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Capitol Insider: Lawmakers seek overrides of governor's vetoes during final day of session

KGOU - Dick Pryor
Under the Oklahoma Capitol Dome

On the final day of the 2022 regular legislative session, lawmakers unleashed a flurry of votes to override vetoes by Governor Kevin Stitt and passed multiple bills for appropriation of federal American Rescue Plan Act funds.


Capitol Insider is sponsored by the Oklahoma State Medical Association. Physicians dedicated to providing and increasing access to health care for all Oklahomans. More on the vision and mission of OSMA at okmed.org.

Dick Pryor: This is Capitol Insider - taking you Inside politics, policy and government in Oklahoma. I'm Dick Pryor with Quorum Call publisher Shawn Ashley. Shawn, a frantic final week in the regular legislative session had lawmakers wrapping up their work in the last two days of the week, yesterday and today before adjourning Sine Die. A lot has happened. First, the general appropriations bill, Senate Bill 1040, became law without Governor Kevin Stitt’s signature.

Shawn Ashley: Yes, that's really unusual. I can't think in my nearly 20 years here at the Capitol when a general appropriations bill, the main spending bill for state government, has taken effect without the governor signing it. On Thursday, the governor held a press conference to address that issue. What he explained, as he has said in the past, was that he was not actively involved in the budget negotiations until near the very, very end. And he said that the budget that was in Senate Bill 1040 did not represent an agreement. What it was, was what the legislature wanted to do and was really handed to him on Monday, shortly after members of the public had seen it. And that was the first time he and his staff had an opportunity to go through it line by line. So rather than signing the bill, the governor decided to allow it to take effect without the benefit of his signature.

Dick Pryor: The legislature came back today to consider overriding gubernatorial vetoes as of 2:30 this afternoon. What has happened?

Shawn Ashley: Thus far, only one bill has seen its override passed both the House and the Senate. And that's House Bill 3501. Listeners may remember us talking about this bill a few weeks ago. What it does is to require the Department of Public Safety to accept traffic violation information from tribal law enforcement agencies. That means if you got a ticket for speeding from a tribal law enforcement agency or a DUI from a tribal law enforcement agency, that information would be entered in the state database against your driver's license. So, violations like that would be treated the same way. Governor Stitt had vetoed that bill several weeks ago. When it was brought up for veto override consideration on both the House and Senate floor there was no additional discussion about the bill and the chambers voted to override the veto. As a result of that it will become law.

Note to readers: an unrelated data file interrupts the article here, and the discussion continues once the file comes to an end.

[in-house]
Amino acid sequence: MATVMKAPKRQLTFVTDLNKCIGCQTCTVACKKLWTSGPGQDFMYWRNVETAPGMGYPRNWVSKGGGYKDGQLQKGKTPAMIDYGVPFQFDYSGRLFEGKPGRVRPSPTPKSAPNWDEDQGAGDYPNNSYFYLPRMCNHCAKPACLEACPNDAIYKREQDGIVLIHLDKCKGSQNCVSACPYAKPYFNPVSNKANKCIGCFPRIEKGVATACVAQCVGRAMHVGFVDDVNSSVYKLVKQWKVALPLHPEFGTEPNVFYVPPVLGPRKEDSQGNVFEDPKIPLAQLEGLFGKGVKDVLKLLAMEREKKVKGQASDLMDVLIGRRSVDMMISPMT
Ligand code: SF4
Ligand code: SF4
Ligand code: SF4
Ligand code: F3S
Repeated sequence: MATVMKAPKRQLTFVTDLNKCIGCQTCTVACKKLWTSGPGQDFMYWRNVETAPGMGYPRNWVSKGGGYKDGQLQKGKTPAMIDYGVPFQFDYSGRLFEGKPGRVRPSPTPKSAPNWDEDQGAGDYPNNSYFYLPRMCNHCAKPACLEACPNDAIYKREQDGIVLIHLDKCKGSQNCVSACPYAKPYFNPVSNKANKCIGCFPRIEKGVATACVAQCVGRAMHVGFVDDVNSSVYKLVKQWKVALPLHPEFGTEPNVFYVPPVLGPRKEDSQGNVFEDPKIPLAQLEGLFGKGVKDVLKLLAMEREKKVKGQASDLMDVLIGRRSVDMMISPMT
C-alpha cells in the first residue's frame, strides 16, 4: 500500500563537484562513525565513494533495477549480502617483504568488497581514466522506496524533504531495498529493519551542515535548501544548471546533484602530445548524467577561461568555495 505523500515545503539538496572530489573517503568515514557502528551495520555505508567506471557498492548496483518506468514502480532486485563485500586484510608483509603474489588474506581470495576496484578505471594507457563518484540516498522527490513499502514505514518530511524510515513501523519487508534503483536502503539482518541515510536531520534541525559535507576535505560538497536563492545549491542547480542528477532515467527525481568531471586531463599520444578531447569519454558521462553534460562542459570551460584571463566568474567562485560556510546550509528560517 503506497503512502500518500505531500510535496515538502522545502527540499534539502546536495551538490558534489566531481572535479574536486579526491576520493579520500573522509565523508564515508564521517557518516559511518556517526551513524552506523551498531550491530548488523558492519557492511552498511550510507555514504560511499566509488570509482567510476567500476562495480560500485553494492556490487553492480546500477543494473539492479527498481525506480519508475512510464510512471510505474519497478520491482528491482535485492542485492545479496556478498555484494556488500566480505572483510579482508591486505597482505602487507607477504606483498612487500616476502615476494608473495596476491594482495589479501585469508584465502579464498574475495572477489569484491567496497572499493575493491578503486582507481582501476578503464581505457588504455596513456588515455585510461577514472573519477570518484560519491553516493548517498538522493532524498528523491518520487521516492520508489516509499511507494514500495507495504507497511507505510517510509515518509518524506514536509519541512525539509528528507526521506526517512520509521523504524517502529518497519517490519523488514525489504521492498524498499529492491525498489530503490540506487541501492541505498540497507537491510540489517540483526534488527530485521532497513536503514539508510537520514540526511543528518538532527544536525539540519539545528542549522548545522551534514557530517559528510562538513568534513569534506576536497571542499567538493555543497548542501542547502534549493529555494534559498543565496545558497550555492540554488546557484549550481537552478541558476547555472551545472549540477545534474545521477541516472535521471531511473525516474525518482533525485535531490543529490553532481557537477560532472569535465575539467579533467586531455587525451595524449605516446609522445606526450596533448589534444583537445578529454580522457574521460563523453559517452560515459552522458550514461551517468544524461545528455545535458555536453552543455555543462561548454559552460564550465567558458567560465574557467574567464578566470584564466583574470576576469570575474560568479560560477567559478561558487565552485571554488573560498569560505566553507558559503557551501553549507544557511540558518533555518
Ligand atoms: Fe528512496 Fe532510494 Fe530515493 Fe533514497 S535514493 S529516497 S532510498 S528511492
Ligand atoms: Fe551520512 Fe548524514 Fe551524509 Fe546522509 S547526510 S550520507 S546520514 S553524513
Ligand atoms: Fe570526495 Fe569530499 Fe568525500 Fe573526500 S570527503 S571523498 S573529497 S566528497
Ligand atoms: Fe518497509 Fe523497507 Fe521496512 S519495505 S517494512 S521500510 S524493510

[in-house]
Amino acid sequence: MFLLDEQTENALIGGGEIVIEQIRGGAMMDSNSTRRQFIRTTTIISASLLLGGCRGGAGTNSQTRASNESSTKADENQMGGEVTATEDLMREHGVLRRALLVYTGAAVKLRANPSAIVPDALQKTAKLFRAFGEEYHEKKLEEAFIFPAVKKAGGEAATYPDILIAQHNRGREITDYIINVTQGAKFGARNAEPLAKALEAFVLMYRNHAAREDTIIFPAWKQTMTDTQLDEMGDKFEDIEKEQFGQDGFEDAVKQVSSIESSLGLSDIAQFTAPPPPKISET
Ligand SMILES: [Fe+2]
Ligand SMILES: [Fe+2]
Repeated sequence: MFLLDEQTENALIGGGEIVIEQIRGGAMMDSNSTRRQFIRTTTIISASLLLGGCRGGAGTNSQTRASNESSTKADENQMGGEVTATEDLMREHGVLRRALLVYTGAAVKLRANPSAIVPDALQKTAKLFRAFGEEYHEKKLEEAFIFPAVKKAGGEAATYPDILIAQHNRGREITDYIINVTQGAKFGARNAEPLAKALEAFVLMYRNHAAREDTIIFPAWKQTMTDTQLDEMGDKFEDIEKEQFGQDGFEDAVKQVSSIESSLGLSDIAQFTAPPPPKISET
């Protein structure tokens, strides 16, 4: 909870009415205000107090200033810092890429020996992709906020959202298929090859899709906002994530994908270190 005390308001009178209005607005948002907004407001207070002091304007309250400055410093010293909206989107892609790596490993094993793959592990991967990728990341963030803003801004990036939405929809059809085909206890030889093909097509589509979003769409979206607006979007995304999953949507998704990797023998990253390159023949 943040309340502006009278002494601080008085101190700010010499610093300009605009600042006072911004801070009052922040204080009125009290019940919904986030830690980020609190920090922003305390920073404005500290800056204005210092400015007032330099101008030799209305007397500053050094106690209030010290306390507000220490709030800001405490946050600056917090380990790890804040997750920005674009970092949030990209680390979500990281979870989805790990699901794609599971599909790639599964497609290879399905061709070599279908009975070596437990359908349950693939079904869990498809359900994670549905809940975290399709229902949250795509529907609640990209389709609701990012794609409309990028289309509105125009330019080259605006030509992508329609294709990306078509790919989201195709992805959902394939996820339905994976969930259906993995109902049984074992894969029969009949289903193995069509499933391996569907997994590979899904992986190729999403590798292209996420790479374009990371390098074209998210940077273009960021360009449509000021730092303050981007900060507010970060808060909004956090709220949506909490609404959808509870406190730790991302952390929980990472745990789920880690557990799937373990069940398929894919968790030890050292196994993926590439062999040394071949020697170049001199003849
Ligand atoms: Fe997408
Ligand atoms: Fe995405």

Dick Pryor: On Thursday, the governor called a special session to convene June 13th to consider eliminating the sales tax on groceries. That's something he wanted that the legislature did not do. How is that special session call being received?

Shawn Ashley: Well, we will really know for sure on June 13th, when lawmakers are supposed to show up at the Capitol and begin that special session, They could on that day, gavel in and gavel out. In terms of the proposal put forth by the governor to eliminate the sales tax on groceries and also reduce the individual income tax, we really haven't heard from legislative leaders on that proposal. They've been focused on finishing out the regular session and working on their own special session related to the American Rescue Plan Act funding. It seems unlikely, however, that because lawmakers rejected those ideas of eliminating the grocery sales tax and reducing the individual income tax during the regular session, that they're going to warmly embrace that idea in a special session while they should be out campaigning.

Dick Pryor: That ARPA special session that you mentioned will last several months. But already the governor has vetoed one of the bills for water infrastructure projects. Why did that one draw a veto?

Shawn Ashley: Yes, the governor line item vetoed a portion of Senate Bill 429 that would provide $20 million for matching funds to be offered as grants in communities where tribal governments were also providing funding for various projects. Obviously, it seems that the relationship with the tribal governments in that portion of the bill is what resulted in the line item veto.

Dick Pryor: Thanks, Shawn.

Shawn Ashley: You're very welcome.

Dick Pryor: We will have a summary of everything that happened on the final day of the regular session in our next Capitol Insider on Monday morning. If you have questions, e-mail them to news@kgou.org or contact us on Twitter @kgounews are @QuorumCallShawn. Until next time, with Shawn Ashley, I'm Dick Pryor.

Dick Pryor has more than 30 years of experience in public service media, having previously served as deputy director, managing editor, news manager, news anchor and host for OETA, Oklahoma’s statewide public TV network. He was named general manager of KGOU Radio in November 2016.
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